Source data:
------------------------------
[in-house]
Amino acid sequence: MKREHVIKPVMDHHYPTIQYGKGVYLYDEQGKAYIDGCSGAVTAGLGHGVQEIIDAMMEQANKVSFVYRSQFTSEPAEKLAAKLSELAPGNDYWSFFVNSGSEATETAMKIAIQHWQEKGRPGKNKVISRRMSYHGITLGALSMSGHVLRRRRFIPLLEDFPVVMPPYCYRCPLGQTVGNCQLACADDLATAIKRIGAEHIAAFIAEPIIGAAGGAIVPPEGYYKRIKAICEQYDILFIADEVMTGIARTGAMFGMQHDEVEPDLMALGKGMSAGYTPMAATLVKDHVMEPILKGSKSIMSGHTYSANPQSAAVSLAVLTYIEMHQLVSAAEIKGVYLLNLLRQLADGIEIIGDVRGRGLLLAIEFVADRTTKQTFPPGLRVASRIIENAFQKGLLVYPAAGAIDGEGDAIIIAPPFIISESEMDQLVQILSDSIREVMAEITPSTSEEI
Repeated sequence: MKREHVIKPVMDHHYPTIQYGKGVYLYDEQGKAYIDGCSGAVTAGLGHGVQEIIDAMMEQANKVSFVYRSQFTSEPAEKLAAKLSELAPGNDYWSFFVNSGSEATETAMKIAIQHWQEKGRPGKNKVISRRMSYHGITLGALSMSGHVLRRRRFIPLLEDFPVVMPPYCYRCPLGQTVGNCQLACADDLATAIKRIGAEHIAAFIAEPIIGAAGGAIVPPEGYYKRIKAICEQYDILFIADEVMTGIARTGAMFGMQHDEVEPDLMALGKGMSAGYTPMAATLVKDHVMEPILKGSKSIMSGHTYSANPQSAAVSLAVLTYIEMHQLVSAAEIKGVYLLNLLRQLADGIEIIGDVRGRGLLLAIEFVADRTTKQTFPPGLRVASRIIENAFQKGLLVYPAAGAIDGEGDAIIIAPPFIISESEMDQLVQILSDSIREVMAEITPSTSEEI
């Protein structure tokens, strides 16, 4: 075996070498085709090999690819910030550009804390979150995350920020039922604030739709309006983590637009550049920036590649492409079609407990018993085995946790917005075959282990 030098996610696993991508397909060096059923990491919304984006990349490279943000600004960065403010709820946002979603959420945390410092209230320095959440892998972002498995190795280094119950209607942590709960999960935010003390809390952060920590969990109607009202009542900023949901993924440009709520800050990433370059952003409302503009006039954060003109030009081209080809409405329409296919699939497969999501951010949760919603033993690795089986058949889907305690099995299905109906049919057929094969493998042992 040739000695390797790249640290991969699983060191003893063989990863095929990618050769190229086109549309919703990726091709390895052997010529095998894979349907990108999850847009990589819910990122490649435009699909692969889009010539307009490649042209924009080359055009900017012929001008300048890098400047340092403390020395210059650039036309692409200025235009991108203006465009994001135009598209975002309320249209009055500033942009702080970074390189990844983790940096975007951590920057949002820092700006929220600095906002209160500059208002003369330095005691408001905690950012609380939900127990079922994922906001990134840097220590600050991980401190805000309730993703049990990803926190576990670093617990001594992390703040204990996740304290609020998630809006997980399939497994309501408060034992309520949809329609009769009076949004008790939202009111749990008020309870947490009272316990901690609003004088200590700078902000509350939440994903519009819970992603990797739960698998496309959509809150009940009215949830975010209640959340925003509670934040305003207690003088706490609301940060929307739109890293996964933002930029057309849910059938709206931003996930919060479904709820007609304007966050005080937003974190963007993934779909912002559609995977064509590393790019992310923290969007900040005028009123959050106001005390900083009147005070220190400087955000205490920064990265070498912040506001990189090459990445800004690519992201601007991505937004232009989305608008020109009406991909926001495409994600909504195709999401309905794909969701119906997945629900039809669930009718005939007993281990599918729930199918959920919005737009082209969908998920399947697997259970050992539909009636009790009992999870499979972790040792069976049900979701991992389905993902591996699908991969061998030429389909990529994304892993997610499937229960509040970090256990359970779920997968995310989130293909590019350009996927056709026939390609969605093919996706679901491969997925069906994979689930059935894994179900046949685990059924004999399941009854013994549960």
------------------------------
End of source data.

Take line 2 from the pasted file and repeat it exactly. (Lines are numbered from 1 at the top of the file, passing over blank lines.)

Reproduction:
Amino acid sequence: MKREHVIKPVMDHHYPTIQYGKGVYLYDEQGKAYIDGCSGAVTAGLGHGVQEIIDAMMEQANKVSFVYRSQFTSEPAEKLAAKLSELAPGNDYWSFFVNSGSEATETAMKIAIQHWQEKGRPGKNKVISRRMSYHGITLGALSMSGHVLRRRRFIPLLEDFPVVMPPYCYRCPLGQTVGNCQLACADDLATAIKRIGAEHIAAFIAEPIIGAAGGAIVPPEGYYKRIKAICEQYDILFIADEVMTGIARTGAMFGMQHDEVEPDLMALGKGMSAGYTPMAATLVKDHVMEPILKGSKSIMSGHTYSANPQSAAVSLAVLTYIEMHQLVSAAEIKGVYLLNLLRQLADGIEIIGDVRGRGLLLAIEFVADRTTKQTFPPGLRVASRIIENAFQKGLLVYPAAGAIDGEGDAIIIAPPFIISESEMDQLVQILSDSIREVMAEITPSTSEEI